So, instead of visualizing the things that incite ignorance, anger, and attachment, we’re visualizing a Buddha who is full of tolerance and love and compassion and wisdom. We’re sitting in that presence, and then that Buddha dissolves into us, and we imagine having those same qualities. What would it feel like to be somebody who doesn’t judge others?

 Imagine Vajrasattva dissolves into me. He doesn’t judge anybody. What would it feel like for me not to have the opinion factory going all the time, judging people? What would it feel like to look at people just with kind eyes, with compassion? What would that feel like? Then you imagine feeling that way, and that’s how it begins to change you.

In a way, it’s like what we did as kids. When we were kids, we imagined being all sorts of things, didn’t we? It was very much encouraged; that’s how you became creative. “Imagine being this; imagine being that.” We were very used to imagining things as kids. Here, we’re training that imagination, that verbalization, in a direction that’s going to be useful to us.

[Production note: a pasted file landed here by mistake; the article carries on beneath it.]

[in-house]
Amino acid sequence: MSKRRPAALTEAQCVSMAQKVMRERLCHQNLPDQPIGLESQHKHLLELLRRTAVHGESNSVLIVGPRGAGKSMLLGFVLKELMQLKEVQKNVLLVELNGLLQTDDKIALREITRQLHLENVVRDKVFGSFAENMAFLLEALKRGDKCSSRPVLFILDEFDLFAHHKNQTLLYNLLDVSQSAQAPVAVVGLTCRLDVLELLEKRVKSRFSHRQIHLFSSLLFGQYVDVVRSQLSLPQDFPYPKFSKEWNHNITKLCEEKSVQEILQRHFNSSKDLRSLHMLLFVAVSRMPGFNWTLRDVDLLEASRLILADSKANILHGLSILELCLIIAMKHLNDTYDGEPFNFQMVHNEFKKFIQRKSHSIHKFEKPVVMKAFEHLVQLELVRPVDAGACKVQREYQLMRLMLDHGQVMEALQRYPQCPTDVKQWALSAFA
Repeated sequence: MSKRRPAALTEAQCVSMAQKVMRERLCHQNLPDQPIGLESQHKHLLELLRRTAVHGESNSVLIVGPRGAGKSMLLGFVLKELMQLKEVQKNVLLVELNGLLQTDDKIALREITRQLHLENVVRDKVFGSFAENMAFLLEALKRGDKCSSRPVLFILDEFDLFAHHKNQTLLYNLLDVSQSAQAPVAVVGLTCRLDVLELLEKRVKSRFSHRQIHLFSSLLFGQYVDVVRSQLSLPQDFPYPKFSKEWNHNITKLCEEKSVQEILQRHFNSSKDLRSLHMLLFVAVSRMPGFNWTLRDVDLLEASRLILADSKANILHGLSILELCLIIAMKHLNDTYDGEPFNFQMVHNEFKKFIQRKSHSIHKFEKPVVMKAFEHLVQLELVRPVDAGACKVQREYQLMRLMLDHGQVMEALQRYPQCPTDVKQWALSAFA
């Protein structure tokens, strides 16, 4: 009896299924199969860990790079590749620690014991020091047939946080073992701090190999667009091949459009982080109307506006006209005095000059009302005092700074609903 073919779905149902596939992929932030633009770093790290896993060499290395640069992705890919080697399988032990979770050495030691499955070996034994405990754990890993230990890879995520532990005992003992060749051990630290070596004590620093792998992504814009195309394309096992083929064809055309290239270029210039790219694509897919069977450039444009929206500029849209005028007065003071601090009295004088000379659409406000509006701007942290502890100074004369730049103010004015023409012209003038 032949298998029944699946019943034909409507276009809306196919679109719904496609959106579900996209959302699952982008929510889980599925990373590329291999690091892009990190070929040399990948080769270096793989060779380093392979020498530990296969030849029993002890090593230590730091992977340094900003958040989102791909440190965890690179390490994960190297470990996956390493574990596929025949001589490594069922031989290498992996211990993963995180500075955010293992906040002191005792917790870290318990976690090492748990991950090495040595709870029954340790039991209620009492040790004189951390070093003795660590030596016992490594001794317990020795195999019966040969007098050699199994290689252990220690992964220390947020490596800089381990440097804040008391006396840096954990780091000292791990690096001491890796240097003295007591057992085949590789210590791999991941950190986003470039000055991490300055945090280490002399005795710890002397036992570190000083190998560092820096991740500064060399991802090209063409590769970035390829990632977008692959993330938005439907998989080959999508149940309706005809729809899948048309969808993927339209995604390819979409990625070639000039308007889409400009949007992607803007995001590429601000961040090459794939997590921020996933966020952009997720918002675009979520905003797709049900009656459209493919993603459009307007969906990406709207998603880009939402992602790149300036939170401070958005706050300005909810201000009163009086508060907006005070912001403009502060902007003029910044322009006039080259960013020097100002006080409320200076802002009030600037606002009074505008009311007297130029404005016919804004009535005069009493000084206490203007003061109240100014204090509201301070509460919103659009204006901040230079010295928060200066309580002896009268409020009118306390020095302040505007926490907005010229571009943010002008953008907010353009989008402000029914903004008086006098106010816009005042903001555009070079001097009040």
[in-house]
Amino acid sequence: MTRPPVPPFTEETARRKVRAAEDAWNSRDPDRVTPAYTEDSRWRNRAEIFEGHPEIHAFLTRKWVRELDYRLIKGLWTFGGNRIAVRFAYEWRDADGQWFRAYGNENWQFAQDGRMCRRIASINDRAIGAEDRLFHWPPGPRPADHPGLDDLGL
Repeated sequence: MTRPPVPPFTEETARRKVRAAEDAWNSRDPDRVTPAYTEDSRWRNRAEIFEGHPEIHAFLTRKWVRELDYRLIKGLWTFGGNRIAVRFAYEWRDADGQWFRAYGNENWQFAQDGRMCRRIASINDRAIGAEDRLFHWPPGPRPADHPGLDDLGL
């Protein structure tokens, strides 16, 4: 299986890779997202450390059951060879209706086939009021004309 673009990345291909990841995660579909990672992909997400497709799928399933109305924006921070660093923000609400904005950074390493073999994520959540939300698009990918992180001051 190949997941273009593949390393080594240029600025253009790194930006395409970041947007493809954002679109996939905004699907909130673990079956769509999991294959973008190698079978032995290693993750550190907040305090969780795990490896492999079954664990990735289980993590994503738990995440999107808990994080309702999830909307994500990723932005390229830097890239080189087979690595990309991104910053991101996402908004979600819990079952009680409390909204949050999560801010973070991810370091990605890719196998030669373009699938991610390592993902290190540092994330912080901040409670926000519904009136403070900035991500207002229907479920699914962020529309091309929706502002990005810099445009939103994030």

With that, we will close this evening. We read “Aging and Death,” and next week we will again try to go through this section. Do you see how we’re procrastinating every Friday night? We can’t seem to get through aging and death? It’s like we’re going to put it off for another week, but in that week, we are aging, and death is approaching. 

Venerable Thubten Chodron

Venerable Chodron emphasizes the practical application of Buddha’s teachings in our daily lives and is especially skilled at explaining them in ways easily understood and practiced by Westerners. She is well known for her warm, humorous, and lucid teachings. She was ordained as a Buddhist nun in 1977 by Kyabje Ling Rinpoche in Dharamsala, India, and in 1986 she received bhikshuni (full) ordination in Taiwan. Read her full bio.